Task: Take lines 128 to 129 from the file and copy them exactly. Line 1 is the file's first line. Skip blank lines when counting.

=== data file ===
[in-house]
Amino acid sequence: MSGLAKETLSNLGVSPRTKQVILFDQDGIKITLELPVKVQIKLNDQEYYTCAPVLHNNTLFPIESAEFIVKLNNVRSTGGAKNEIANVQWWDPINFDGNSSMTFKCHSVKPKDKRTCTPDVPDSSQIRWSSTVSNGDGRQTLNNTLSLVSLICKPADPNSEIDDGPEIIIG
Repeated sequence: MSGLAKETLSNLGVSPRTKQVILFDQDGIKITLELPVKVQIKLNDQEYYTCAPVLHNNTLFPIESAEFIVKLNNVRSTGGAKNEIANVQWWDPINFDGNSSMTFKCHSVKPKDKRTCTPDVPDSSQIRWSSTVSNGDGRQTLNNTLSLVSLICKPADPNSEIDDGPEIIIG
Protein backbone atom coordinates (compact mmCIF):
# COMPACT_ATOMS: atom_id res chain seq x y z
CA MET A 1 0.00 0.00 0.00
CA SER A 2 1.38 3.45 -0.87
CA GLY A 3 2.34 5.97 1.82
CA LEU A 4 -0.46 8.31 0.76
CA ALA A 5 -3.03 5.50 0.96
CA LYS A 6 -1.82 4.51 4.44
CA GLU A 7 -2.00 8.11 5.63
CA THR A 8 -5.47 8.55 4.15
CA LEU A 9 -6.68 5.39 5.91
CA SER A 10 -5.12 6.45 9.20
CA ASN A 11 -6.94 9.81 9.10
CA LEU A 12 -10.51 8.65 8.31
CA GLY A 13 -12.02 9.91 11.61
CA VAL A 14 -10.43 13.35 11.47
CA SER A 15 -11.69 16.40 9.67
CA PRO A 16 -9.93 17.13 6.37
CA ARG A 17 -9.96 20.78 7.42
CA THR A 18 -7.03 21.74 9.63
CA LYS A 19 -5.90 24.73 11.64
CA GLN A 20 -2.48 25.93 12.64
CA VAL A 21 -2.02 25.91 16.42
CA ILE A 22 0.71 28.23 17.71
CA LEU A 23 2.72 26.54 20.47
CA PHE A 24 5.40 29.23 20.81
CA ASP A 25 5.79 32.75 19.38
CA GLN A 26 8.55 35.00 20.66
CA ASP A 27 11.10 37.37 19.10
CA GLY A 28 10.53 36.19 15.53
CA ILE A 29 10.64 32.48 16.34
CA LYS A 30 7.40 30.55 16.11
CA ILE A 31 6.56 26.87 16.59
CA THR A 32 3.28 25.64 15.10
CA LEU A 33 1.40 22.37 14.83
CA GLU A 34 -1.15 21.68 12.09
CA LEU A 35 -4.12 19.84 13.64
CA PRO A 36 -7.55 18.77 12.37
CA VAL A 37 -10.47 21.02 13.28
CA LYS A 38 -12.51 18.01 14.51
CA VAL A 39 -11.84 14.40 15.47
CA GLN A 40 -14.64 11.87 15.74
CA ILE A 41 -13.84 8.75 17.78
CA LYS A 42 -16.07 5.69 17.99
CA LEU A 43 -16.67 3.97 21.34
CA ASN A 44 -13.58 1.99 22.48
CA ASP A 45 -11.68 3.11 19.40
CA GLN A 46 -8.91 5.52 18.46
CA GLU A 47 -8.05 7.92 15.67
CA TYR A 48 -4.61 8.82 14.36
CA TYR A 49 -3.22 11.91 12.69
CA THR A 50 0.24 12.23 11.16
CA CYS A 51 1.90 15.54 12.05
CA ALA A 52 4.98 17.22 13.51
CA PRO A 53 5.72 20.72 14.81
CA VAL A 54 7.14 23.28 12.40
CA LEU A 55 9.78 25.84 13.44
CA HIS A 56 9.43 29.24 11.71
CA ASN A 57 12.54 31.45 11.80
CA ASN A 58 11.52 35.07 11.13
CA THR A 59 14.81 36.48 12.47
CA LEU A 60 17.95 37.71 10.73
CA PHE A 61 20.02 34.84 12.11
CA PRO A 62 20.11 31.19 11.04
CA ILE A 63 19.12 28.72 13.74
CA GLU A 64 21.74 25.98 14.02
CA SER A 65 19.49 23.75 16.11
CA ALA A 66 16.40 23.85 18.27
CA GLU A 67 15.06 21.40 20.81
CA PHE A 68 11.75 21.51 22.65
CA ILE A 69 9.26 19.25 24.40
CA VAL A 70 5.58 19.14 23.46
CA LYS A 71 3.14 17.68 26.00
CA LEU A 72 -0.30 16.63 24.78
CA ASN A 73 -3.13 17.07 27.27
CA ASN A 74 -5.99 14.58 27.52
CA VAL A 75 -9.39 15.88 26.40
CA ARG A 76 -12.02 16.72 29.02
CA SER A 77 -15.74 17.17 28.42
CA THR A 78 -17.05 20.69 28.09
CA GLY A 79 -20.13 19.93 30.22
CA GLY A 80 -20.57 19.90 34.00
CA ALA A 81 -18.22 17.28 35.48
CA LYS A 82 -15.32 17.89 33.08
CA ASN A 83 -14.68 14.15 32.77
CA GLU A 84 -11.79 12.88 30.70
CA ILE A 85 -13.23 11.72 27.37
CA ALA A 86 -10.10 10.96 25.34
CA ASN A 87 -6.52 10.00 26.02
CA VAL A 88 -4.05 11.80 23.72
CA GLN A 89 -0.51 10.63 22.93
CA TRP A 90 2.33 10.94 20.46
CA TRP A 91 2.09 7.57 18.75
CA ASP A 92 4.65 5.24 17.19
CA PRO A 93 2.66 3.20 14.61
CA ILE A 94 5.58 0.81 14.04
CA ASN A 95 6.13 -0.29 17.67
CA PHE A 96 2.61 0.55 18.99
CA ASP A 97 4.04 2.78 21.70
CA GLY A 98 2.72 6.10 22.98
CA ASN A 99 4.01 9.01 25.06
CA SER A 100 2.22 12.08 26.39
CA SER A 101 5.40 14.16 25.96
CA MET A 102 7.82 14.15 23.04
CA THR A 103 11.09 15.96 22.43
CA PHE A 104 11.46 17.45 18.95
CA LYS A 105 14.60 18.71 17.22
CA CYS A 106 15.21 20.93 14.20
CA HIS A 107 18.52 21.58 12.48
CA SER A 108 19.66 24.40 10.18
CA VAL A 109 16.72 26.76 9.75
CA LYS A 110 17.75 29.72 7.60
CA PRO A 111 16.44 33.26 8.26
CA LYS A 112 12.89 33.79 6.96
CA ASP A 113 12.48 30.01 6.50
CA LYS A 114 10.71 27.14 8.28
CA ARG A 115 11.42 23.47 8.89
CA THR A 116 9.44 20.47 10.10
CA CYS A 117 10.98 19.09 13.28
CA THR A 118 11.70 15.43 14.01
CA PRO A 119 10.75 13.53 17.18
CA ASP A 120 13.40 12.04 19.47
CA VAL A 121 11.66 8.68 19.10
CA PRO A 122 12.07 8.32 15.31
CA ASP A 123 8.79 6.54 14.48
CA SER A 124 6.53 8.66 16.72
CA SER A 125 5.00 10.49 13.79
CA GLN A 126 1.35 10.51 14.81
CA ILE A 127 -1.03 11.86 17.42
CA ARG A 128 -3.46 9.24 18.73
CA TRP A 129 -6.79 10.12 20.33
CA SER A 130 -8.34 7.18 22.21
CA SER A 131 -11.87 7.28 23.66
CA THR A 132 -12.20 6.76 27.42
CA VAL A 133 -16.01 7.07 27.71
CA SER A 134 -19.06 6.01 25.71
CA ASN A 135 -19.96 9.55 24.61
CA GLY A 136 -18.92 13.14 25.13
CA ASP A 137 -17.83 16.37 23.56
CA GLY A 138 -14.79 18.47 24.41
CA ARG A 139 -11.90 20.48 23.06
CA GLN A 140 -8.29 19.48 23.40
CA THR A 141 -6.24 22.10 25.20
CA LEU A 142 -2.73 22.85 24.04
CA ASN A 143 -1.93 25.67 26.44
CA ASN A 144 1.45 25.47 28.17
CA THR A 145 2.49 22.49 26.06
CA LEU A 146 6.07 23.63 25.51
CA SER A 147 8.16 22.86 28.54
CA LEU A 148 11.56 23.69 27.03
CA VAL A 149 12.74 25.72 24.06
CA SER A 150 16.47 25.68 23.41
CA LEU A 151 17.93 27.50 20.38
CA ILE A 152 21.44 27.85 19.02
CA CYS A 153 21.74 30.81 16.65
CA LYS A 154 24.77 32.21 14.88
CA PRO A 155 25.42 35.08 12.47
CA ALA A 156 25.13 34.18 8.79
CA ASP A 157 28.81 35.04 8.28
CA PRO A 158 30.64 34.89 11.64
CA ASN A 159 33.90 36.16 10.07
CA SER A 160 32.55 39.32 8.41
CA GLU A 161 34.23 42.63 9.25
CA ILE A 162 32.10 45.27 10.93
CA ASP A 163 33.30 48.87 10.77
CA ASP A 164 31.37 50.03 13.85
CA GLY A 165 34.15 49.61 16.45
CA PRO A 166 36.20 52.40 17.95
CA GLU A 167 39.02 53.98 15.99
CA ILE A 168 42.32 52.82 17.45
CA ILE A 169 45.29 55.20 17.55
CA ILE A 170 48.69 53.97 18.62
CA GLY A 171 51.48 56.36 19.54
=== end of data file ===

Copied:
CA ASP A 123 8.79 6.54 14.48
CA SER A 124 6.53 8.66 16.72